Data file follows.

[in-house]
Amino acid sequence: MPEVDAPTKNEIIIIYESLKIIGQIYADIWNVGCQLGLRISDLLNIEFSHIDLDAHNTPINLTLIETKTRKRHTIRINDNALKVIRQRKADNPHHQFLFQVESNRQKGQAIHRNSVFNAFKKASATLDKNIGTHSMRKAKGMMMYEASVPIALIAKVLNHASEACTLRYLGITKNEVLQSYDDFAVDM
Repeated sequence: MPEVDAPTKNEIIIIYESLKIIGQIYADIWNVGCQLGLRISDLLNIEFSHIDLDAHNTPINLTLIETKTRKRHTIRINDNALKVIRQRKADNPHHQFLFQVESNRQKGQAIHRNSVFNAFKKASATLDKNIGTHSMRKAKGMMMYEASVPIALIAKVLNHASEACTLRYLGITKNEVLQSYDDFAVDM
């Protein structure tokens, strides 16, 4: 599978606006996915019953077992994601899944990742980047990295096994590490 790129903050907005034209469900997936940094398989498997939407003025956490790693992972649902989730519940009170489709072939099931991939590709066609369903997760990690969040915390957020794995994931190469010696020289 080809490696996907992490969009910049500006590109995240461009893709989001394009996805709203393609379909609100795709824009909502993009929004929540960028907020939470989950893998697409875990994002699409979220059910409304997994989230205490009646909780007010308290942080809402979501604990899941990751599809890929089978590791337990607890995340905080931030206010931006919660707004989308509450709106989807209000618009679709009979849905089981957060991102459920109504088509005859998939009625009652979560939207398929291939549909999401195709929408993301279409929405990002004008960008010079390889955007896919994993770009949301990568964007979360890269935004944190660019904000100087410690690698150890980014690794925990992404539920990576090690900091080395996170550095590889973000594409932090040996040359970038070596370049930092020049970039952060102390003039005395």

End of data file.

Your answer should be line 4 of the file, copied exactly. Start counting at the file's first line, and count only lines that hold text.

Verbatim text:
């Protein structure tokens, strides 16, 4: 599978606006996915019953077992994601899944990742980047990295096994590490 790129903050907005034209469900997936940094398989498997939407003025956490790693992972649902989730519940009170489709072939099931991939590709066609369903997760990690969040915390957020794995994931190469010696020289 080809490696996907992490969009910049500006590109995240461009893709989001394009996805709203393609379909609100795709824009909502993009929004929540960028907020939470989950893998697409875990994002699409979220059910409304997994989230205490009646909780007010308290942080809402979501604990899941990751599809890929089978590791337990607890995340905080931030206010931006919660707004989308509450709106989807209000618009679709009979849905089981957060991102459920109504088509005859998939009625009652979560939207398929291939549909999401195709929408993301279409929405990002004008960008010079390889955007896919994993770009949301990568964007979360890269935004944190660019904000100087410690690698150890980014690794925990992404539920990576090690900091080395996170550095590889973000594409932090040996040359970038070596370049930092020049970039952060102390003039005395």